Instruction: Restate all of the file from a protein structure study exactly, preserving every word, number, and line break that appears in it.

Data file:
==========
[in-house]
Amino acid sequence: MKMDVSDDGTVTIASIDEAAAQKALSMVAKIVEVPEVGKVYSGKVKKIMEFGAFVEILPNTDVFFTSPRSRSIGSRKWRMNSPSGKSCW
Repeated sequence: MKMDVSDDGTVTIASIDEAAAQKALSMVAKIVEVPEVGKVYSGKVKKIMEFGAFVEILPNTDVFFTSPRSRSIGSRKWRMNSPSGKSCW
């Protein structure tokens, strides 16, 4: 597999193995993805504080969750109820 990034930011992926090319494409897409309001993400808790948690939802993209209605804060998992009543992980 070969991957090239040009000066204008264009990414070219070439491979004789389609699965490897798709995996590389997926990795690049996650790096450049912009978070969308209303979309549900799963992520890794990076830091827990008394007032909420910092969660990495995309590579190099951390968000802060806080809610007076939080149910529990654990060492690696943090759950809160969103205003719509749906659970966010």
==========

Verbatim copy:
[in-house]
Amino acid sequence: MKMDVSDDGTVTIASIDEAAAQKALSMVAKIVEVPEVGKVYSGKVKKIMEFGAFVEILPNTDVFFTSPRSRSIGSRKWRMNSPSGKSCW
Repeated sequence: MKMDVSDDGTVTIASIDEAAAQKALSMVAKIVEVPEVGKVYSGKVKKIMEFGAFVEILPNTDVFFTSPRSRSIGSRKWRMNSPSGKSCW
């Protein structure tokens, strides 16, 4: 597999193995993805504080969750109820 990034930011992926090319494409897409309001993400808790948690939802993209209605804060998992009543992980 070969991957090239040009000066204008264009990414070219070439491979004789389609699965490897798709995996590389997926990795690049996650790096450049912009978070969308209303979309549900799963992520890794990076830091827990008394007032909420910092969660990495995309590579190099951390968000802060806080809610007076939080149910529990654990060492690696943090759950809160969103205003719509749906659970966010």